Didn't mention pretty.... B) that could be a factor to which pen(s) are kept. ;) 

German vintage '50-70 semi-flex stubs and those in oblique give the real thing in On Demand line variation. Modern Oblique is a waste of money for a shadow of line variation. Being too lazy to Hunt for affordable vintage oblique pens, lets you 'hunt' for line variation instead of having it.

www.nibs.com/blog/nibster-writes/nibs-germany & https://www.peter-bo...cts/nib-systems,


The cheapest lessons are from those who learned expensive lessons. Ignorance is best for learning expensive lessons.




#4 Wolverine1


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Posted 01 July 2018 - 14:11

I have considered selling of all the pens I do not use, and I have decided to keep 2 MB 149 fps, my 1996 Parker Duofold Centennial, and one Pilot VP, and I think I will also keep the Lamy Al-Star fp.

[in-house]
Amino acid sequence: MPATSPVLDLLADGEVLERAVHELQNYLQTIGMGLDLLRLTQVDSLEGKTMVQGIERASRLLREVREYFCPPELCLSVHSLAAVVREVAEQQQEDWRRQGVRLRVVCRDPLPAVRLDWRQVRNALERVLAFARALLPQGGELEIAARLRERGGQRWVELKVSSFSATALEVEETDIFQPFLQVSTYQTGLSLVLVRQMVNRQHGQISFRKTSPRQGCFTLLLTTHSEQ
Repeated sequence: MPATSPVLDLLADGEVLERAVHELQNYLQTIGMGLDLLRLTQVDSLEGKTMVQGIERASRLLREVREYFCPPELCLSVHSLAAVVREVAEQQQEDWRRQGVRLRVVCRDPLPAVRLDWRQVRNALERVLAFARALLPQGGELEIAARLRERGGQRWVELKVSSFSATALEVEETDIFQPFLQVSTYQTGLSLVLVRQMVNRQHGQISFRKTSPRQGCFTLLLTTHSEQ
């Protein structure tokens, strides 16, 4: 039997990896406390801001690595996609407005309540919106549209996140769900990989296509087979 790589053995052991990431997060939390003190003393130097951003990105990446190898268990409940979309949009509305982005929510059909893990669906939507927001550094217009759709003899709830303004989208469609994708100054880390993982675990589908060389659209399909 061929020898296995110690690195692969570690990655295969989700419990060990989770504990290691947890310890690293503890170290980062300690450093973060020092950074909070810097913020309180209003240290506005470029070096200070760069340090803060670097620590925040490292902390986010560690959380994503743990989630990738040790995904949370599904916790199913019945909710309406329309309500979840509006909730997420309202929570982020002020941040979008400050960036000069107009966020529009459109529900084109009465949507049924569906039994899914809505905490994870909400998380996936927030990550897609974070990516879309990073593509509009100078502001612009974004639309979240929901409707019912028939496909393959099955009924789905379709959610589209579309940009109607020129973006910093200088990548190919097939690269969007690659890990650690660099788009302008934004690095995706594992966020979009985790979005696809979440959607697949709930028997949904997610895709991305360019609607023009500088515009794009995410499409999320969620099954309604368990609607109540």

#5 noddle



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Posted 02 July 2018 - 16:13

I should have mentioned that I don't really need a huge range of nibs, although at one point I owned a 3B nibbed Pelikan M800 which was a lot of fun. My OMAS and Conid are both mediums. Both great nibs but if I had to choose I'd go for the OMAS.

Sometimes I convince myself I need a fine nib, but apart from editing, I don't think it would get much use.





Pens:  Conid Kingsize Bulkfiller (2)
Inks:   Diamine Raw Sienna   Diamine Burnt Sienna  -  GvFC India Red  -  KWZ Dark Brown  -  KWZ Ig Red #3

             Iroshizuku Yama-Guri  -  Noodler's Saguaro Wine  MB Homage to Hadrian